Youth Soccer Players – Here is the Greatest Psych Power Tool EVER
A must-read for all soccer parents and youth soccer coaches who want to bring out the best in their youth soccer players.
Global sports psychologist and author specializing in soccer, Dan Abrahams is based in England and has helped hundreds of professional soccer players – many of them who play in the English Premier League (EPL). Players from Crystal Palace, QPR, Fulham, and West Ham United among other clubs have benefited from Abrahams insights and advice.
As a regular columnist for GoalNation, Abrahams wants to help youth soccer coaches and players reach their highest levels of development. Abrahams also wants to help soccer parents understand what it takes to be successful at every level of this highly competitive field of dreams.
In Soccer: POWER Checks
I’m often asked what I find to be the most effective psychology technique I use with soccer players.
What psychological tool works best with soccer players?
Well, I have lots.
It just might be that for coaches and parents of soccer players there is a really dynamic tool I use that you can also become acquainted with. It’s so useful I refer to it as my POWER TOOL.
This psychological ‘power tool’ is called scaling. Let me give you an example of its effectiveness.
Let’s say you have a soccer player who is lacking confidence.
So many players lack confidence. When they do, they often look lethargic and sluggish …they just don’t seem themselves.
The player who lacks confidence is usually slow to move, and she or he has sticky feet –and they seem rooted to the spot. You know that lack of confidence look.
That look is far from the expression Portugal captain Cristiano Ronaldo had after scoring a hat-trick in the World Cup. The Real Madrid forward thrilled soccer fans around the world with his skill, performance, and abilities. Ronaldo is a great example of a confident soccer player.
Soccer Players: The Power of Confidence in Sports cannot be underestimated
If you have a player who looks like their confidence needs a boost, try following this suggestion:
Here’s the drill. Open up the conversation:
Coach or parent: “You look a little unconfident right now. I’ve noticed you’ve not quite been your usual self.”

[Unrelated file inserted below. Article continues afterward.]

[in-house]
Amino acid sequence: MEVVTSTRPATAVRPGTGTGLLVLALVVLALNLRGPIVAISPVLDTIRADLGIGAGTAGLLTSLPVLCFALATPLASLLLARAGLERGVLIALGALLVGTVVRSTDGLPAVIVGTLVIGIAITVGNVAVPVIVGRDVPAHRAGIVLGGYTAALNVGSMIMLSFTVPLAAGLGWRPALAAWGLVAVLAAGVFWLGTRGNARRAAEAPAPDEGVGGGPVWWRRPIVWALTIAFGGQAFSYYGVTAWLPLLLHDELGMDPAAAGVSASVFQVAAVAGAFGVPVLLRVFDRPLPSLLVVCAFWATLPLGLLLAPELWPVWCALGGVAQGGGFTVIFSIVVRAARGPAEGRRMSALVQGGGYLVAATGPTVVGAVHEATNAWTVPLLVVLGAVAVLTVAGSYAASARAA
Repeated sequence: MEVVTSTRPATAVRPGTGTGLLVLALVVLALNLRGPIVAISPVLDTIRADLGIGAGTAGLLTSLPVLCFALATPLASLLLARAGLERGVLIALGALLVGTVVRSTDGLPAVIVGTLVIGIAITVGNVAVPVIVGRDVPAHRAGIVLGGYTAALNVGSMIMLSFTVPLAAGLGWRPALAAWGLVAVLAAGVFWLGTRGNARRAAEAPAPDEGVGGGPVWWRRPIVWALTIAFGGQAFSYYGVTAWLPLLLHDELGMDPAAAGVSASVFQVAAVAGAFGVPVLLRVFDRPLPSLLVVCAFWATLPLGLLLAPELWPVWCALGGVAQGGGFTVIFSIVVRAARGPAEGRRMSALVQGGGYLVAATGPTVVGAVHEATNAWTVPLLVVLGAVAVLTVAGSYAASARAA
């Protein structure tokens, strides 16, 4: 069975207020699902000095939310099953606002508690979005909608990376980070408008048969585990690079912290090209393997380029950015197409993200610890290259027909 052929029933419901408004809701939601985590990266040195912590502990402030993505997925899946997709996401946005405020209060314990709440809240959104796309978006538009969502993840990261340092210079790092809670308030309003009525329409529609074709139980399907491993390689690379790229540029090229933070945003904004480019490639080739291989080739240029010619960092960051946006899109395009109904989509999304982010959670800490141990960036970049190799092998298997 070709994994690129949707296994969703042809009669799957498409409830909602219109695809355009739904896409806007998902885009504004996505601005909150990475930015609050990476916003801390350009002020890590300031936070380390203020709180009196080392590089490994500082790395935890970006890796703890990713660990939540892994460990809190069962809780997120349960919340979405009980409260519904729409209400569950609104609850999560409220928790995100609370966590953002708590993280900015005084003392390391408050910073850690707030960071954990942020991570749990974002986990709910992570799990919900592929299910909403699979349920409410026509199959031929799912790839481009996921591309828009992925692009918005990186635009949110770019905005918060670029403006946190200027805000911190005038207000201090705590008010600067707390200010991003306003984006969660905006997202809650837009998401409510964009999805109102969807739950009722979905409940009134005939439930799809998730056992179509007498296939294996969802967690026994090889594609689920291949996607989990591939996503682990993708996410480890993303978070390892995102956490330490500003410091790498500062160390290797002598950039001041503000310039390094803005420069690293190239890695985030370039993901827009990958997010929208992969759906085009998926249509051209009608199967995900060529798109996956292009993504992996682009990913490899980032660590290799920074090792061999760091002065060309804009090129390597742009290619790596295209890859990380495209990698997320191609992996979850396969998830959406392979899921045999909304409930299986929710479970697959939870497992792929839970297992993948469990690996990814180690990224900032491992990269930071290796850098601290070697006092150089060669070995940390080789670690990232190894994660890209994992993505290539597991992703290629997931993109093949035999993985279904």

Player: “Yes, it’s not quite working out on the pitch for me right now. Is there anything you can suggest I do coach?”
Coach or parent: “Ok, well I’ve got a question for you. On a scale of 1-10, with 1 being the least confident anyone could ever be, and 10 being the most confident anyone could ever be, where would you say you are on that scale?”
Player: “Hmm, I’m pretty low in confidence…I’d say a five.”
Coach or parent: “Ok, a five, right I see. Now here’s another question for you …why as high as a five? Why not a two or three? What HAS been good lately?”
Now, do you see what you as a coach or as a soccer mom or soccer dad have done there?
Do you see how you’ve re-framed this situation for the player completely? He or she is no longer thinking about the bad stuff.
The player can now focus on what is strong, what does work and what has been good.
Player: “Well, not much … but I did make a few good runs in training yesterday, and I did make that long crossfield pass like we’ve been practicing. They were really good now I think about it.”
Coach: “Yeah I saw you make those runs…they were great. You left the midfielder for dead and you looked so sharp there. Tell me more about that…”
Can you see how you’ve helped your player open up a bunch of inner pictures related to the positives?
Can you see how you’ve directed their attention to what’s worked?
By using scaling you’ve changed their emotional chemistry almost instantly.
Instead of continuing to release their stress hormone (cortisol), you’ve helped their nervous system drive dopamine through their body. They’ve perked up. They’re engaged and interested. Suddenly soccer and life don’t seem that bad.
And now here’s the ruthless scaling blow to round things off.
Coach or parent: “Ok, so you’ve said you’re five out of ten for confidence … and you’ve told me why you’re so high. Can we have a chat about what’s going to help you get to six out of ten What do you think will help you increase your mark by one”
Player: “Hmmm, I’m not sure. I know I’m vocal when I’m playing well. We’ve spoken about that before. I can perhaps be more vocal and that might help me feel better”
Coach or Parent: “I think that’s a great idea. I’ve always noticed that you look more confident when you’re vocal…and sometimes you’ve just got to do those things when you don’t feel that good.”
“You’ll be feeling good in no time. And also, perhaps if we dod 5 minutes of ball control together after training every day that can help. I think a lot of this stems from that. So let’s go work on it now.”
So here, as a coach, you’ve co-created a couple of solutions with your player to help him climb up a notch or two on the scale. You’ve helped him or her become self-aware, and you’ve worked together to build confidence.
Can you see why this is my ‘power tool’?
This power tool changes perceptions instantly.
And the great thing is anyone can use it. It’s so easy. It can become a vital component of a coach’s toolkit. It can be a winning communication tool for a parent. Hey, even players themselves can use it.
So get out that psychology ‘power tool’ as much as possible. You’ve only just scratched the surface of how good you really can be…
If you were to read any of my books — Soccer Tough, Soccer Tough II or Soccer Brain or better still, join The Dan Abrahams Soccer Academy, then you’ll learn about developing a Game Face, using Controllers, Squashing ANTs, having a Match Script to name but a few.
These tools are readily available and are proven to help soccer players of all ages and level take their game to the next level.
Till next time …
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Editorial photo credit of Messi images: Christian Bertrand / Shutterstock.com